C. S. Redd: “During recent years great advances have been made in the correct understanding of Hebrew words whose meaning had become lost in the traditional interpretation of the O.T. writings.  This has largely been the result of the recovery of many of the languages spoken in the ancient world.  It is now realized that Israel was no more isolated in her language than she was in her religion and culture, and the Hebrew . . . borrowed freely from other languages.”  (Expository Times 71:31.)  “Surprise is often expressed that a word should now be said to have a completely different meaning from that given in standard dictionaries and translations.” (L.c.)

T. H. Robinson: “We now know the meaning of “rare words which had never been explained.  Examples of this type may be seen in haskmal (brass) found only in Ezek.”  (Zeitschrift für A. T. Wissenschaft 73:267.)  (Mention of brass has always been thought to be one of the flaws in the Book of Mormon.)

The Integrity of the Text

C. Gordon:     “I am distressed to meet ever so many intelligent and serious university students who tell me that their teachers of Bible have killed the subject by harping on the notion that biblical study consists of analyzing the text into JEDP.  The unedifying conclusion of all such study is that nothing is authentic.  That this type of teaching should go on in our age of discovery when biblical scholarship is so exciting is, so to speak, a perverse miracle.”  (Christianity Today Nov. 23, 1959, p. 134.)

W. A. Irwin: Conventional Ezekiel scholars: “ . . . as matters stand, they have given only opinions, when the situation cries aloud for assembling of evidence and for close-knit argument   . . . not a single scholar has succeeded in convincing his colleagues of the finality of his analysis of so much as one passage . . .”  (Vetus Testamentum III, 54, 66.)

K. A. Kitchen: Wahn has shown that varieties of style occur within single Egyptian documents – no need for breaking them up into JEDP!  (Faith & Thought 91:188f.)  “No Egyptologist (or other Orientalist in parallel disciplines) is such a fool as to see ‘sources’ behind such texts and inscriptions, or to scissor up these stone stele . . . the history of texts, literary and otherwise, must be determined by objective and wholly different methods.”  (ibid. 190)

C. Gordon: “The criterion of variant names (specifically for God – e.g., the Hayvish vs. the Elohist) as an indication of differences of authorship must be drastically discounted in the light of Ugaritic.” . . . (Ugarit. Lit. 6.)  “No one questions that Hammurabi’s Code is a single composition in spite of the fact that the prologue and epilogue are not only written in poetry (as against the prose of the laws) but in a different dialect from the laws, because the poetry calls not only for different style but even for different grammatical forms.”  (ibid. 7.)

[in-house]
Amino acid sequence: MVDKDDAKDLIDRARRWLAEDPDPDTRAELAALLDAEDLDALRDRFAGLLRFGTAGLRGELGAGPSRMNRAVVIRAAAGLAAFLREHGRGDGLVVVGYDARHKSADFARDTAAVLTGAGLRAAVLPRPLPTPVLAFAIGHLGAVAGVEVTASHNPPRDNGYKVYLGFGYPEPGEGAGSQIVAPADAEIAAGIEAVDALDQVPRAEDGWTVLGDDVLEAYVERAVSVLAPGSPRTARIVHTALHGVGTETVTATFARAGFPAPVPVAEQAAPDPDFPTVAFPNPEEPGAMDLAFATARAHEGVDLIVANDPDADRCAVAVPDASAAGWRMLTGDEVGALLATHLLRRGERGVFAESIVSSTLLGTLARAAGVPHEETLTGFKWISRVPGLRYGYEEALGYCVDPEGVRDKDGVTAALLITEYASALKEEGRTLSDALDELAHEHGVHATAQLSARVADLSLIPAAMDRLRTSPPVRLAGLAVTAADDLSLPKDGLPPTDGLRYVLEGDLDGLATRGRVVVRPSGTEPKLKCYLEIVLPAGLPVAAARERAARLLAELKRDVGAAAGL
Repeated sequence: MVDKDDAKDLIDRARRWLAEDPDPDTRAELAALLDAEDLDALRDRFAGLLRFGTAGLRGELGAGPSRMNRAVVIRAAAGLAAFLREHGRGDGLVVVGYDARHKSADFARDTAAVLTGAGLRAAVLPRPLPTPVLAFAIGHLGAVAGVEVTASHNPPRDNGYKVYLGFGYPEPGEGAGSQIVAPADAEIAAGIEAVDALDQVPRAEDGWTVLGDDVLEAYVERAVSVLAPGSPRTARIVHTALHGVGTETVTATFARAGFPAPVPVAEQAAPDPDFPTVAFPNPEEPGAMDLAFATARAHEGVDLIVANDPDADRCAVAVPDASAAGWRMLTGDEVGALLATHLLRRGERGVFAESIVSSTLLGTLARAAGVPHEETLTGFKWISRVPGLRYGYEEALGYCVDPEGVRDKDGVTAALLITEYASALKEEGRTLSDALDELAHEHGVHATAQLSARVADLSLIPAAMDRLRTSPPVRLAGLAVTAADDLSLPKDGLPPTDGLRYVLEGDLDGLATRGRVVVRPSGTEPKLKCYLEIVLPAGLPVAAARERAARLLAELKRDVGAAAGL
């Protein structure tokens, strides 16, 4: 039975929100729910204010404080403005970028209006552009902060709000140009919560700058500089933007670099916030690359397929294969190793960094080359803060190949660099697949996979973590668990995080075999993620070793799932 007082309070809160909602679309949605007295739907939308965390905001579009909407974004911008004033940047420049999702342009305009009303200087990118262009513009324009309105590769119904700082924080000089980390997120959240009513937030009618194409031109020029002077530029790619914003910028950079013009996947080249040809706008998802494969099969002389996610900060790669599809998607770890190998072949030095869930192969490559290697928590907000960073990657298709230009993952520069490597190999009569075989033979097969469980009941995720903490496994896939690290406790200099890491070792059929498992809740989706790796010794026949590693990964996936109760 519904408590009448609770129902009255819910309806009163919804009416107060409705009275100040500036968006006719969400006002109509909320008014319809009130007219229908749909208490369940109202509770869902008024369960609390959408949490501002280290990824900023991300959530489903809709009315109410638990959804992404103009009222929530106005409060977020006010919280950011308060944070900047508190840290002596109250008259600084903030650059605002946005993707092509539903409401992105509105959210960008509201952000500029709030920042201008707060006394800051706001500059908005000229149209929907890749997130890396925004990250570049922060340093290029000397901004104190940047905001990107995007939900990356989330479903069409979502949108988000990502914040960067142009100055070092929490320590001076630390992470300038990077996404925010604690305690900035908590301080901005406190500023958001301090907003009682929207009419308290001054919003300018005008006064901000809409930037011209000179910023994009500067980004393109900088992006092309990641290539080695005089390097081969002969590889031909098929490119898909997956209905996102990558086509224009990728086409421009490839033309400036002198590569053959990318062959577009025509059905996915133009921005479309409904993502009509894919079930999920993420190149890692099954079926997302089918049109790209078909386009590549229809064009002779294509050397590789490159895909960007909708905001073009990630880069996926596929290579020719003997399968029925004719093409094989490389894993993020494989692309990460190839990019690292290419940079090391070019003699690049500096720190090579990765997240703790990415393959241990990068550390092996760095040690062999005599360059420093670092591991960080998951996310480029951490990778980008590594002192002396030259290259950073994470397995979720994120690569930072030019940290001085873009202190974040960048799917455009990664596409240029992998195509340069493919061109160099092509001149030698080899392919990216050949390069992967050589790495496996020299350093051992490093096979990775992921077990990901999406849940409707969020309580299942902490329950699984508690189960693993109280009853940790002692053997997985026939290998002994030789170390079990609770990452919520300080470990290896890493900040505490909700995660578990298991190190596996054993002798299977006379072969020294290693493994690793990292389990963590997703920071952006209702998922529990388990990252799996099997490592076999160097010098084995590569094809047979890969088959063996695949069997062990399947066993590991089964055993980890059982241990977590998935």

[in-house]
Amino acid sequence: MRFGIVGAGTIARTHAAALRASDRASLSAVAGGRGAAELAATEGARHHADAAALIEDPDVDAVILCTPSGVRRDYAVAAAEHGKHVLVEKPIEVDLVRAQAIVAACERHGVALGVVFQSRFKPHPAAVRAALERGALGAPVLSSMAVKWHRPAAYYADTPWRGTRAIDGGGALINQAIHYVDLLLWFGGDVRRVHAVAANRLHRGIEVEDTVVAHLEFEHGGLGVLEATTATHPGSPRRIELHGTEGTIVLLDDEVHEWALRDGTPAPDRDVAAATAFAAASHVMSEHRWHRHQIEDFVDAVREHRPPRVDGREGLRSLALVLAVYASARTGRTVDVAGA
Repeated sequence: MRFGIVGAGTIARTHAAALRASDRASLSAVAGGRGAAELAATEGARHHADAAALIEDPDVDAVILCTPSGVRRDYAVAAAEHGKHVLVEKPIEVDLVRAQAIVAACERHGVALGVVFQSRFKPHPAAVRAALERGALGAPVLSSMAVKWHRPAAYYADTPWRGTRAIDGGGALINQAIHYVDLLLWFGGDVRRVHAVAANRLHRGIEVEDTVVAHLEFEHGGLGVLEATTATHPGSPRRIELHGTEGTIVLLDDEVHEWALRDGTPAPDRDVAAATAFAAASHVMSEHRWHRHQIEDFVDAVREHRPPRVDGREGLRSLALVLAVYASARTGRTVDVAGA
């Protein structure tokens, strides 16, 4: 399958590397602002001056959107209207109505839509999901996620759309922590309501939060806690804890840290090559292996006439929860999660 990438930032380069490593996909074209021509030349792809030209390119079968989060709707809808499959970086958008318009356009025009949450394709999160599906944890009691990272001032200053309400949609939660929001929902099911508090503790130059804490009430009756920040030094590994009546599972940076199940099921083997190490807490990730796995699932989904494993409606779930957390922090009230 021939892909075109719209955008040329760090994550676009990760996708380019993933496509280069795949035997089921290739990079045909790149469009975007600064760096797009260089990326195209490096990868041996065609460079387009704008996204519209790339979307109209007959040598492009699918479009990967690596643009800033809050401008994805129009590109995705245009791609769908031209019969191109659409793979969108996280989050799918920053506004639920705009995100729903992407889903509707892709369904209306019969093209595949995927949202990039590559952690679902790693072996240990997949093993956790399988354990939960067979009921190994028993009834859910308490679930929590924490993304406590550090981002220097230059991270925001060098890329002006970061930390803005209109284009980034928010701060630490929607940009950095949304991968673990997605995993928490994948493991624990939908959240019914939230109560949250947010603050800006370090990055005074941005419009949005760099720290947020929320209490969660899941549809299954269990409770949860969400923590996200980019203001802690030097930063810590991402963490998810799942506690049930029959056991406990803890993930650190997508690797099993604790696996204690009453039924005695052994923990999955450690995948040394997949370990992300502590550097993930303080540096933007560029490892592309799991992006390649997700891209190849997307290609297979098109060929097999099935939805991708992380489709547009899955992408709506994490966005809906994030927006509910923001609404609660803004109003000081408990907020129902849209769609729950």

C. Gordon: “ . . . the rediscovery of the lost literature of the Bible World shows us that most biblical books could be accepted in Israel as single compositions.”  (Ugarit. Lit. 6.)

H. Rowley: “There is “a growing emphasis on the unity of the O.T. . .  The Psalter is now being brought into relation with both prophecy and culture.  Here once more there has been a significant perception that beneath all its variety of forms and of idea, the O.T. has a deep unity    . . .”  (Hooke, Myth, Ritual and Kingship, p. 260.)

The Isaiah Question

J. Schofield: “Today there is a confident assertion that the prophets of Israel were all cultic officials . . .  and that much of Israel’s literature . . . merely relate part of the myth and ritual pattern in story form . . .”  (Expository Times 71:197) (Heretofore the belief has been that the prophets were against all cult, and especially the Temple.)

J. Aton: “The more the authorship of the Book of Isaiah has been investigated, the more complicated has the question appeared.”  After the higher critics got through with Isaiah “there remained very few long passages of unchallenged authority . . . It seemed that the entire book was best described as an anthology of the work of many writers.”  (Vetus Testamentum 9:138.)  Today the important facts are 1) “the continuing importance of prophetic societies, 2) the connection between prophecies and cult, and 3) the importance of oral tradition.”  (Ib. 140.)  Today it is clear that Isaiah is not “a confusing amalgam of greater or smaller fragments from many sources.”  (Ib. 139.)  Isaiah, like all the prophets, made constant use of earlier scripture, and especially of words used in the temple Service.  Like Paul, he does not attempt to be original, but quotes whenever it suits his purpose.  For example, the “Four Servant Songs,” apparently a conspicuous case of interpolation, are not a contamination of the text at all; Isaiah used them deliberately, and they not only belong where they are but are indispensable “in any adequate interpretation.”  (140.)  It is true, Isaiah does contain the words of many men from many centuries, and yet it is equally true that Isaiah is a unity.  Now can the two facts be reconciled?  By the new “understanding of the conditions and methods of prophetic tradition,” with special reference to “the importance of the prophetic societies, the connection between prophecy and the cult, and the importance of oral tradition.”  (Ib. 141.)  In a prophetic society “a great father remained the centre and soul of his family even after his death and might continue to be spoken of as identical with his family . . . These prophetic societies . . . were essentially related to the religious communities of later Judaism and of Christianity.”  They were “called to a special task of guarding and witnessing to Yahweh’s revelations vouchsafed in the first place to Isaiah.”  (Ib. 149.)  Thus the integrity of Isaiah was preserved, Isaiah himself being a storehouse of information going back to the earliest times and reflecting the ritual of the Temple.